Sally Feldman mentions the demise of the Lifelong Learning Networks ("Fuel for enlightenment", 9 December), which have been generously funded by the Higher Education Funding Council for England for fixed-term periods from 2004. Their purpose is to increase the number of vocational learners in higher education through the development of innovative curricular and progression agreements. They have been exceptionally successful far beyond their original briefs.
The Lifelong Learning Networks have managed to help vocational learners to progress in an environment of equity and parity of esteem. Indeed, they are heavily involved in a number of key national developments - including frameworks for higher-level apprenticeships, ensuring that 14- to 19-year-old diploma learners are fairly treated, and offering innovative guidance to those outside learning who want to return.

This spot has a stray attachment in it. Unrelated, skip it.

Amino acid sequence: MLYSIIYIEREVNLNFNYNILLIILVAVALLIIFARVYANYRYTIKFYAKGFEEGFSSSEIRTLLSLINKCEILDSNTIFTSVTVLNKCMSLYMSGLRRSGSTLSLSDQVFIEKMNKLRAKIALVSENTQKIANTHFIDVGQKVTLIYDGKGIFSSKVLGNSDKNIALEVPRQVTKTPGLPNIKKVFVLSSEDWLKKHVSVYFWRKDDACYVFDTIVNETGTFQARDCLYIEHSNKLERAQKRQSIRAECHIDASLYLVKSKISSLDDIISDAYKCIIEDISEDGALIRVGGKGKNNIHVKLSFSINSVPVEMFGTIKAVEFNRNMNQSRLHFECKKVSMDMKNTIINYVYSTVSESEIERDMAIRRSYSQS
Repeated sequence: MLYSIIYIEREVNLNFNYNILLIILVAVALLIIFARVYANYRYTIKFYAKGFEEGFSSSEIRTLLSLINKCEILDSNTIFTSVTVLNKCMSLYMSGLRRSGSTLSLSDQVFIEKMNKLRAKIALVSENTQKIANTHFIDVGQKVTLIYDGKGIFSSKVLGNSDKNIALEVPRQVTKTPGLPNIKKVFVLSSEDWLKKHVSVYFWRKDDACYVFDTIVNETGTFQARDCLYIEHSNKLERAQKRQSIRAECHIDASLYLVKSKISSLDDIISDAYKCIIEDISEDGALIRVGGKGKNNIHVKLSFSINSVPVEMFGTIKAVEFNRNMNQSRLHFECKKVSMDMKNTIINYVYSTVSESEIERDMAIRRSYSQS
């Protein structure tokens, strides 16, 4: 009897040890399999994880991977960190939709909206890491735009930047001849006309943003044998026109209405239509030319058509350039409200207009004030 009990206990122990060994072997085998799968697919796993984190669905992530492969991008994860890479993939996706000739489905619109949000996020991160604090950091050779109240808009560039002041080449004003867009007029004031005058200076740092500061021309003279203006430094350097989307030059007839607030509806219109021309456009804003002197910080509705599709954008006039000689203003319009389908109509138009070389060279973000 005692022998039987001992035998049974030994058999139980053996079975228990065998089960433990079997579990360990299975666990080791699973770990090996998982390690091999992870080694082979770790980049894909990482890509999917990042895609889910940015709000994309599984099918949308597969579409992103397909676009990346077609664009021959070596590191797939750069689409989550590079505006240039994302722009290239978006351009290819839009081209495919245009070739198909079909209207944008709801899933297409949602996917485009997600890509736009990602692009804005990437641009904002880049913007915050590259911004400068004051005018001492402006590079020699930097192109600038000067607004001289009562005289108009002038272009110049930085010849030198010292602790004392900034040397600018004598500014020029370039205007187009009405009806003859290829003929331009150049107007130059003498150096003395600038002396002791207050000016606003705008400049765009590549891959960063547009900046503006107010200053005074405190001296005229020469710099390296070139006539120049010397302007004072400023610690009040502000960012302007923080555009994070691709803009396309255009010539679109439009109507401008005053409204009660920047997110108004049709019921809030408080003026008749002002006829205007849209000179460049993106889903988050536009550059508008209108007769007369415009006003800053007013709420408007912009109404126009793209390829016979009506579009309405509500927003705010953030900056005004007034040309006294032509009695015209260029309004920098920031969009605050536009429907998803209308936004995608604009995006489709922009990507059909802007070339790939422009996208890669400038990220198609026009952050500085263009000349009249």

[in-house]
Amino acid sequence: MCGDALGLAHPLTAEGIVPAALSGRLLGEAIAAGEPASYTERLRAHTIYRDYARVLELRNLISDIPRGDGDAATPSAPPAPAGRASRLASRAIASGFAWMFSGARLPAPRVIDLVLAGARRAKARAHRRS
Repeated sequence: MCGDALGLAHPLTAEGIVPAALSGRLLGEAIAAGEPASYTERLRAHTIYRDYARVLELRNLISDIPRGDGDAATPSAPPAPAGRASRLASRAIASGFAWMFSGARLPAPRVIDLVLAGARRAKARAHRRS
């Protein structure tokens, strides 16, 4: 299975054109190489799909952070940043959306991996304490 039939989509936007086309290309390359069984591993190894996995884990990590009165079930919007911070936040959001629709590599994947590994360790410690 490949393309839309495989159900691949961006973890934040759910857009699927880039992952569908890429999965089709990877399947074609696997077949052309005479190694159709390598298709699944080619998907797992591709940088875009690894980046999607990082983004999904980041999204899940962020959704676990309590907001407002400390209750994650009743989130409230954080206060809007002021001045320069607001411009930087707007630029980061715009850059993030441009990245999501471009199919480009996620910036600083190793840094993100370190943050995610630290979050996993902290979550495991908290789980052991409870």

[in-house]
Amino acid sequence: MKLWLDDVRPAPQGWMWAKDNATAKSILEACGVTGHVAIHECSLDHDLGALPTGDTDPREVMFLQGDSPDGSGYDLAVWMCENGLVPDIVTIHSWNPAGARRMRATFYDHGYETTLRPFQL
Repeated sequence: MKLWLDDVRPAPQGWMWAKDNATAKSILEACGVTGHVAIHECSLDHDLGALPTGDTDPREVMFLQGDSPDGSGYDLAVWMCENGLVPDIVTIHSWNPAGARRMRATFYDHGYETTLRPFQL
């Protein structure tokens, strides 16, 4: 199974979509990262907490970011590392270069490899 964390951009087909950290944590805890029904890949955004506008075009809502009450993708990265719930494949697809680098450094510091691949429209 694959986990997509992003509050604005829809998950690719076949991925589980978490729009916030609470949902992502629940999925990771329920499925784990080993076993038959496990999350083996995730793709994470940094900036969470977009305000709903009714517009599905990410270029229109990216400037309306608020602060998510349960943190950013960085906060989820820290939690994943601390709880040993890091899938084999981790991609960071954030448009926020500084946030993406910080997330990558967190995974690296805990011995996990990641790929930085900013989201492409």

Despite these success stories, by July 2011 the majority of the networks will no longer exist as their funding comes to an end. Sadly, the lifelong learning movement is not well known, despite the efforts of those involved to broadcast their achievements - and despite the esteem in which many of the networks are held regionally.
In these times of stringent cuts to the academy, it is unlikely that many establishments will be giving much thought to what happens to vocational learners. Although the Browne Review extols the virtues of part-time learners having access to loans and equity with full-time learners, it is debatable how many work-based learners would wish to burden themselves with the debt involved.
Within this changing landscape, the experience of the networks will be crucial. It would be foolish for institutions not to harness this expertise while they still can.
Jill Ward, Chair, Lifelong Learning National Directors' Forum.